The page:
“We have developed the MasSpec Pen so that the surgeon just has to touch the tissue with the pen, and trigger the system with a foot pedal,” Eberlin says. “From there, everything is coded and automated so that the whole process is completed in under 10 seconds.”

So far the MasSpec Pen has been tested on more than 800 human tissues ex vivo, including normal and cancerous breast, brain, pancreatic, thyroid, lung and ovarian tissues. The team is now testing the MasSpec Pen in vivo, in an ongoing clinical study at the Texas Medical Center with human patients during thyroid, breast and pancreatic cancer surgeries. Freshly excised patient tissue also is being analyzed and is showing promising results.

“We are continuing research and development of this technology in my lab by continuing to improve our technology and validating its performance across different cancer types,” Eberlin says. “We are also exploring new applications in surgery including minimally invasive surgical procedures, as well as outside the operating room in forensics and agricultural applications.”

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Materials provided by American Chemical Society. Note: Content may be edited for style and length.

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Hackster.io

Disney Develops Simulation Software to Minimize Animatronic Jitter

In an ideal world, robots and animatronic puppets would follow animations exactly. But in the real world, physics come into play. Inertia often creates oscillations in materials that have even the tiniest bit of flexibility. That results in jittery motion that can be quite noticeable. That can throw off the precision of robots, and break the immersion of animatronic puppets. To optimize their animatronics and overcome that jitter, Disney Research has developed simulation software that can produce smooth animations.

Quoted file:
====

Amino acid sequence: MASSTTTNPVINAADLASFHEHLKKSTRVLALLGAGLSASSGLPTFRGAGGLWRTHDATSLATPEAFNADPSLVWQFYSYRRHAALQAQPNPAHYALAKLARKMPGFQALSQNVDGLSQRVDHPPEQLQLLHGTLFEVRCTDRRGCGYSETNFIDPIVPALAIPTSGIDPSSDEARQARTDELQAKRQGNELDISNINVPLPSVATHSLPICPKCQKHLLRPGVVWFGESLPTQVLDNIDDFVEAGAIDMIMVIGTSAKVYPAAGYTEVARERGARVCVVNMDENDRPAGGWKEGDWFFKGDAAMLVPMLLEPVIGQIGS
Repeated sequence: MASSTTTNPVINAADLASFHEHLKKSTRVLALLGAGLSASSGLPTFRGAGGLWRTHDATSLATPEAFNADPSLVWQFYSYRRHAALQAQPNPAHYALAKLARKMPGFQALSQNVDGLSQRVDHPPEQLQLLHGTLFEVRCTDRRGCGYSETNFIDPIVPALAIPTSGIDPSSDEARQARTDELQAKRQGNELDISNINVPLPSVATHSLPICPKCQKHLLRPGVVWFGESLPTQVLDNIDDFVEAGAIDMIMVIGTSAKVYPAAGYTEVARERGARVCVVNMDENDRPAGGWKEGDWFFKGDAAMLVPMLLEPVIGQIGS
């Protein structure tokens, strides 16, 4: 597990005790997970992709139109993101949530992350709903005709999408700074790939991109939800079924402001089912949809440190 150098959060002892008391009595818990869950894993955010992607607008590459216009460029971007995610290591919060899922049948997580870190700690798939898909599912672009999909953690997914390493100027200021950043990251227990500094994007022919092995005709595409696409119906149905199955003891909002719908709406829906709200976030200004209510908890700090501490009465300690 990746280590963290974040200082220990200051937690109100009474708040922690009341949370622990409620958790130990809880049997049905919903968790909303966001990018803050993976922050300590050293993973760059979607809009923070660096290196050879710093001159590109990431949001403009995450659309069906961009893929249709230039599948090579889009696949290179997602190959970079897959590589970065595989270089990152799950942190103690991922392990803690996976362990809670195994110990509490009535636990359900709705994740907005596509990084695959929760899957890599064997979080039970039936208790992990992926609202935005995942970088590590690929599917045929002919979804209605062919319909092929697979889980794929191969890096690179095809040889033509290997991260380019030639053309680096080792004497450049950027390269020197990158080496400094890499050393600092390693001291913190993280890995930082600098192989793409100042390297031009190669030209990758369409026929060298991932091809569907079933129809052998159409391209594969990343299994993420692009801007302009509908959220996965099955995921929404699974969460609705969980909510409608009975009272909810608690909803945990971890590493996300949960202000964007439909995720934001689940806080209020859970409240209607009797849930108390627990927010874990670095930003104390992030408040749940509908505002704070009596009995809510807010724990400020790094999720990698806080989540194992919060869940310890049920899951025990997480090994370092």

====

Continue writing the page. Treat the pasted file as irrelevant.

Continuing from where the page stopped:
The goal here is, of course, to produce more lifelike animatronic puppets for Disney’s various theme parks. They already make very sophisticated robotic animatronics, but those are still bound by the laws of physics. Even a simple waving motion can cause a character’s arm to develop oscillations that make the movement seem unnatural and push the character into the uncanny valley. The simulation software they designed takes into account the physical properties of the materials involved in order to optimize the motor acceleration of a puppet’s joints and minimize those oscillations.

With this software, animators can build a digital puppet that matches the physical one. They can then assign materials to the components, which allows the software to calculate how they will flex during movement. The animators choose which movements the puppet will make — just like they normally would — and the software smooths out the motor commands in order to avoid or cancel out oscillations. As you can see in the video, it can make a huge difference in the puppet’s real world movements , particularly for puppets that have thin, lightweight skeletons or that need to perform quick motions. This software could improve both the performance of Disney’s puppets, and robots in other industries.

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Author: Cameron Coward

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ScienceDaily

Slow electrons to combat cancer

Slow electons can be used to destroy cancer cells — but how exactly this happens has not been well understood. Now scientists have been able to demonstrate that a previously little-observed effect actually plays a pivotal role: Due to a process called interatomic Coulombic decay, an ion can pass on additional energy to surrounding atoms. This frees a huge number of electrons, with precisely the right amount of energy to cause optimal damage to the DNA of the cancer cells.